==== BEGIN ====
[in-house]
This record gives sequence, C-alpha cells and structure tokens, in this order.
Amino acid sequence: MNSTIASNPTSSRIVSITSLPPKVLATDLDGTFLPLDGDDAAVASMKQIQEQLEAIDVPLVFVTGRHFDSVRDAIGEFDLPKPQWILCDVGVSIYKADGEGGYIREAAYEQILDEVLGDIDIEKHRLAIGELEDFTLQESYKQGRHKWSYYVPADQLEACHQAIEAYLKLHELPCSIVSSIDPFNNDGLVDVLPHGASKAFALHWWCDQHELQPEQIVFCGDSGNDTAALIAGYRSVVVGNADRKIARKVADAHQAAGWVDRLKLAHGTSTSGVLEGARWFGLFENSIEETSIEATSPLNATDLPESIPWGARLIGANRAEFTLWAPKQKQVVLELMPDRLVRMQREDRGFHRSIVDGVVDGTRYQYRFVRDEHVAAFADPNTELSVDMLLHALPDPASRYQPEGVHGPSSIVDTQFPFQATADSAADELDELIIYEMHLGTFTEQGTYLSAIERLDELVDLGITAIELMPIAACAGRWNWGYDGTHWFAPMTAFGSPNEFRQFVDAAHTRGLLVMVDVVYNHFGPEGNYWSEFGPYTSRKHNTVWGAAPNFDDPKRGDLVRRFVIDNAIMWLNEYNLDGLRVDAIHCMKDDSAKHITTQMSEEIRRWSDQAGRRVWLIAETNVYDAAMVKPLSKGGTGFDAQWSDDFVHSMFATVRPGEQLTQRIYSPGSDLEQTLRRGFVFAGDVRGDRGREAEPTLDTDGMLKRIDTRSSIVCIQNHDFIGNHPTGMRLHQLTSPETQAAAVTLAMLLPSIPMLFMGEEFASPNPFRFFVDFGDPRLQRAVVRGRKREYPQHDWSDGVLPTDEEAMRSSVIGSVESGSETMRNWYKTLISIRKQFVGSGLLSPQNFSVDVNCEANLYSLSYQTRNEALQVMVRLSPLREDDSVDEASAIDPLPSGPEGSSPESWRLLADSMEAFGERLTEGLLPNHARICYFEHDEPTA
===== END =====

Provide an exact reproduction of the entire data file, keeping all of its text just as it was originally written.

[in-house]
This record gives sequence, C-alpha cells and structure tokens, in this order.
Amino acid sequence: MNSTIASNPTSSRIVSITSLPPKVLATDLDGTFLPLDGDDAAVASMKQIQEQLEAIDVPLVFVTGRHFDSVRDAIGEFDLPKPQWILCDVGVSIYKADGEGGYIREAAYEQILDEVLGDIDIEKHRLAIGELEDFTLQESYKQGRHKWSYYVPADQLEACHQAIEAYLKLHELPCSIVSSIDPFNNDGLVDVLPHGASKAFALHWWCDQHELQPEQIVFCGDSGNDTAALIAGYRSVVVGNADRKIARKVADAHQAAGWVDRLKLAHGTSTSGVLEGARWFGLFENSIEETSIEATSPLNATDLPESIPWGARLIGANRAEFTLWAPKQKQVVLELMPDRLVRMQREDRGFHRSIVDGVVDGTRYQYRFVRDEHVAAFADPNTELSVDMLLHALPDPASRYQPEGVHGPSSIVDTQFPFQATADSAADELDELIIYEMHLGTFTEQGTYLSAIERLDELVDLGITAIELMPIAACAGRWNWGYDGTHWFAPMTAFGSPNEFRQFVDAAHTRGLLVMVDVVYNHFGPEGNYWSEFGPYTSRKHNTVWGAAPNFDDPKRGDLVRRFVIDNAIMWLNEYNLDGLRVDAIHCMKDDSAKHITTQMSEEIRRWSDQAGRRVWLIAETNVYDAAMVKPLSKGGTGFDAQWSDDFVHSMFATVRPGEQLTQRIYSPGSDLEQTLRRGFVFAGDVRGDRGREAEPTLDTDGMLKRIDTRSSIVCIQNHDFIGNHPTGMRLHQLTSPETQAAAVTLAMLLPSIPMLFMGEEFASPNPFRFFVDFGDPRLQRAVVRGRKREYPQHDWSDGVLPTDEEAMRSSVIGSVESGSETMRNWYKTLISIRKQFVGSGLLSPQNFSVDVNCEANLYSLSYQTRNEALQVMVRLSPLREDDSVDEASAIDPLPSGPEGSSPESWRLLADSMEAFGERLTEGLLPNHARICYFEHDEPTA